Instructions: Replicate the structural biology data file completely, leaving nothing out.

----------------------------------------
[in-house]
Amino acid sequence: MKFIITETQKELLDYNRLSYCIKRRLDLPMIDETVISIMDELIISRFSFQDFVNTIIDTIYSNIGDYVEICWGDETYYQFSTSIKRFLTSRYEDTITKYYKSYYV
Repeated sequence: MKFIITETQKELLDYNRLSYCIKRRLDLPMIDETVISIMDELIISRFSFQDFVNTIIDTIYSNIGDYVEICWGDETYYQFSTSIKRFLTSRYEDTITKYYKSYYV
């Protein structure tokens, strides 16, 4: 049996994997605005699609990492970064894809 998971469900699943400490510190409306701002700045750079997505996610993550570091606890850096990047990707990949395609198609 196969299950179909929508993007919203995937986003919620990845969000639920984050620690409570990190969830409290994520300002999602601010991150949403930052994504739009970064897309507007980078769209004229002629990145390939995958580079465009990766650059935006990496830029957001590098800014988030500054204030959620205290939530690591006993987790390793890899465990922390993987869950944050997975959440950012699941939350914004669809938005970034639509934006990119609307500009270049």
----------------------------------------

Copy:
[in-house]
Amino acid sequence: MKFIITETQKELLDYNRLSYCIKRRLDLPMIDETVISIMDELIISRFSFQDFVNTIIDTIYSNIGDYVEICWGDETYYQFSTSIKRFLTSRYEDTITKYYKSYYV
Repeated sequence: MKFIITETQKELLDYNRLSYCIKRRLDLPMIDETVISIMDELIISRFSFQDFVNTIIDTIYSNIGDYVEICWGDETYYQFSTSIKRFLTSRYEDTITKYYKSYYV
């Protein structure tokens, strides 16, 4: 049996994997605005699609990492970064894809 998971469900699943400490510190409306701002700045750079997505996610993550570091606890850096990047990707990949395609198609 196969299950179909929508993007919203995937986003919620990845969000639920984050620690409570990190969830409290994520300002999602601010991150949403930052994504739009970064897309507007980078769209004229002629990145390939995958580079465009990766650059935006990496830029957001590098800014988030500054204030959620205290939530690591006993987790390793890899465990922390993987869950944050997975959440950012699941939350914004669809938005970034639509934006990119609307500009270049």